Kaja Vetter and friends doing yoga on a mountain.

Hiking up a mountain to do yoga

On a personal note…

The song that always cheers me up is… Beauty Beats by Beats Antique – electronic meets world music, brilliant! And Let’s Groove by Earth Wind and Fire. Disco is made to make people happy!

My greatest sporting moment so far was when… a couple of year’s back I could finally do a yoga arm balance called Astavakrasana (which means eight angle pose in Sanskrit!). A lot of yoga teachers have the “When I can finally do this pose, I will be a REAL yoga teacher” thing going on – Astavakrasana was mine. Now I like doing it on mountain tops etc!

In my spare time I… teach yoga and dance. Wonderfully complimentary to running a Visitor Centre!

Kaja Vetter and a friend cross the river.

Crossing a river on the way to Cascade Saddle

My secret indulgence is… red meat. Recently I spent 10 days in Bali. After a week of fish and veggies I started having night time dreams about lamb and steak! About two hours after I landed back in New Zealand I devoured a couple of lamb shanks.

Before working at DOC I… professionally played bass guitar in a girl band, then designed and programmed websites.

Kaja Vetter and a friend at Martins Bay at sunset.

Sunset at Martins Bay

Deep and meaningful…

My favourite quote is… “Be the change you want to see in the world” by Mahatma Gandhi.

The best piece of advice I’ve ever been given is… to follow my heart. Even if my mind freaks out because something appears so scary (like moving to the other side of the world all by myself!), following my heart in choice of country, occupation and love has always turned out well!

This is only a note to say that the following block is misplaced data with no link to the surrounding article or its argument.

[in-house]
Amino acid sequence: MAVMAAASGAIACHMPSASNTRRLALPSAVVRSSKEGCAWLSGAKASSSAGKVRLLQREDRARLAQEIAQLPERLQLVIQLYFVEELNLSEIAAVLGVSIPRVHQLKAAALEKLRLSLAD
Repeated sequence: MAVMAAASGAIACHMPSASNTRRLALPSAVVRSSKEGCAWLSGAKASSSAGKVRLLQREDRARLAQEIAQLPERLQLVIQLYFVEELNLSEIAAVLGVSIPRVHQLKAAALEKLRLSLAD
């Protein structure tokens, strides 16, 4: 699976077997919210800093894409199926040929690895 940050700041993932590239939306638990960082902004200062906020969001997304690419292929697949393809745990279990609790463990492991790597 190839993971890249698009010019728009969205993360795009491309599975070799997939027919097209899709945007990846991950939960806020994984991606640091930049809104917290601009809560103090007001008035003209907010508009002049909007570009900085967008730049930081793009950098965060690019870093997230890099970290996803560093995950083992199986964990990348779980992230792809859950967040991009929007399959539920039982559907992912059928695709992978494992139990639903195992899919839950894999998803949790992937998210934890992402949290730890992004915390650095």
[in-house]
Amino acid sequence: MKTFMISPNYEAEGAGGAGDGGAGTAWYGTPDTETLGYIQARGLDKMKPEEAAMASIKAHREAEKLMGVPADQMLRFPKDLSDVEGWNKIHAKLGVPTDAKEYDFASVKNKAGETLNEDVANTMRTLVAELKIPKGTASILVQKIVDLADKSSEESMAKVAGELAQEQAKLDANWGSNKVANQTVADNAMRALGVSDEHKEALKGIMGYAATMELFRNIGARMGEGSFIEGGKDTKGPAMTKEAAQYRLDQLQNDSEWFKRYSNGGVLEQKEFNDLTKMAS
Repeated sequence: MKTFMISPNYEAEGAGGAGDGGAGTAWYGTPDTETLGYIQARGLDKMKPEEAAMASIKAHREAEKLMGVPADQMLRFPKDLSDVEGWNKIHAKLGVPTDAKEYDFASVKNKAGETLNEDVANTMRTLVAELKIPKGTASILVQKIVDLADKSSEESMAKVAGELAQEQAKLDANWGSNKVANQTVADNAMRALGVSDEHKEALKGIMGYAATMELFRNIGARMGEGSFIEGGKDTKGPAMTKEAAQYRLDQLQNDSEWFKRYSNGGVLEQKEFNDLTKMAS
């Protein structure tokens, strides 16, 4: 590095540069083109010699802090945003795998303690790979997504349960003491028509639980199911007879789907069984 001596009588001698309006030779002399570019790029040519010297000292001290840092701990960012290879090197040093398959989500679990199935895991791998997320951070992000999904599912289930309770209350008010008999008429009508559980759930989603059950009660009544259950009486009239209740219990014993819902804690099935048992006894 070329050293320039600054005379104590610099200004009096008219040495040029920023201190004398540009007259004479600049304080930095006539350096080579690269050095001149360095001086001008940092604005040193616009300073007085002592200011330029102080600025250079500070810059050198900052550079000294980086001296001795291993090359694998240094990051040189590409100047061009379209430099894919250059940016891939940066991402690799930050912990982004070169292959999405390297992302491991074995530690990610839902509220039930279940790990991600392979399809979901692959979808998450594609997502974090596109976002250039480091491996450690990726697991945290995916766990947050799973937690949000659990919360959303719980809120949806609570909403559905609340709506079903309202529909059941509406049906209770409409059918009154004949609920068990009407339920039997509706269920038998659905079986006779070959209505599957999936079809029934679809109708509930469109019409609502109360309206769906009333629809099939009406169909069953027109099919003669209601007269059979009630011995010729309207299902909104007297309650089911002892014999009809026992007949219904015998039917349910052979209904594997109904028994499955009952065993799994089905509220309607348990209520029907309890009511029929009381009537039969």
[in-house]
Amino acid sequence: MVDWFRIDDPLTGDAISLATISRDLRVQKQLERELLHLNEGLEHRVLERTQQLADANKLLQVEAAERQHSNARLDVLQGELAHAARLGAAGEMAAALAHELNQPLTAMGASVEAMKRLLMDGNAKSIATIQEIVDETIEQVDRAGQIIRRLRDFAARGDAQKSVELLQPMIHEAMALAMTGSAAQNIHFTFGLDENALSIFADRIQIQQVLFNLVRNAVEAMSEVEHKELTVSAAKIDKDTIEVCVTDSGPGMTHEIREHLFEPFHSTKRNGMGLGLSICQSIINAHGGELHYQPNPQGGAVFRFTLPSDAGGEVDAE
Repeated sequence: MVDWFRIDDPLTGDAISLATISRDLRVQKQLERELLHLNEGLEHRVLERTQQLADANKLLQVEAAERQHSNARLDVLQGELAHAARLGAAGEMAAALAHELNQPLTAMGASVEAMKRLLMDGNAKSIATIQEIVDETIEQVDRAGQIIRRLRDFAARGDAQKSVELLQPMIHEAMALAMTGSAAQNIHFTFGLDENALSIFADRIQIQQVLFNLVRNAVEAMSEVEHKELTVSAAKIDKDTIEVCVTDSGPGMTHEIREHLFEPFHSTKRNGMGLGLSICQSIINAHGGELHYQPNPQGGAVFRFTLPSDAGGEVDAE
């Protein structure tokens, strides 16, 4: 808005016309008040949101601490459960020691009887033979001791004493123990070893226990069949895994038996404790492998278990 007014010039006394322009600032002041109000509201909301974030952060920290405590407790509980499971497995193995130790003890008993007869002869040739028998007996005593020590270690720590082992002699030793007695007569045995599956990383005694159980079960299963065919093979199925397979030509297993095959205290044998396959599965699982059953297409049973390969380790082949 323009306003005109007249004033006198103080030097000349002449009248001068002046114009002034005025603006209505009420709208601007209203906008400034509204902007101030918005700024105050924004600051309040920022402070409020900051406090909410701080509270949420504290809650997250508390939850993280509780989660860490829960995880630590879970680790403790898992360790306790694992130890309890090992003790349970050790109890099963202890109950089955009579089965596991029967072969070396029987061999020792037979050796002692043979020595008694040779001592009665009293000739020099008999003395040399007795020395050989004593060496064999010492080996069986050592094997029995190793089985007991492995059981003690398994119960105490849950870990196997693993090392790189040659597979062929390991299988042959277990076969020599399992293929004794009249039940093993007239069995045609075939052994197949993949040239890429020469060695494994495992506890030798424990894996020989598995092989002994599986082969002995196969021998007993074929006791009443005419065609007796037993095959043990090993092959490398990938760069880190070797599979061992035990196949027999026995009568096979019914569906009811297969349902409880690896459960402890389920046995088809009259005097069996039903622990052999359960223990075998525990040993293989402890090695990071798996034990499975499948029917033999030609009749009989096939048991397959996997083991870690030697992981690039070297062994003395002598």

In work and life I am motivated by… I am doing my best to make my life (and others’) as interesting as possible—through humour (even zough us Germans do not know what zat is!), hard work, deep and meaningful conversations or the right choice of background music!

My conservation advice to New Zealanders is… value and protect what you have! I grew up with poisoned rivers and sickly nature around. Coming here and experiencing how different life is when the land around you is healthy was the biggest eye opener. If we don’t have a planet, there is no point to anything, really!

Kaja Vetter doing yoga in Mt Aspiring National Park.

The Astavakrasana yoga pose by Lake Crucible in Mt Aspiring National Park

Question of the week…

If given a chance, who would you like to be for a day?
I’d swap places with someone I dislike and disagree with to understand what is going on inside and where they are coming from. George W. Bush comes to mind. I read his autobiography for that very reason and was shocked that already in the first chapter I had things in common with him—he doesn’t drink alcohol anymore out of choice, neither do I. Against my expectation and inclination I couldn’t help developing more understanding and respect throughout the course of the book.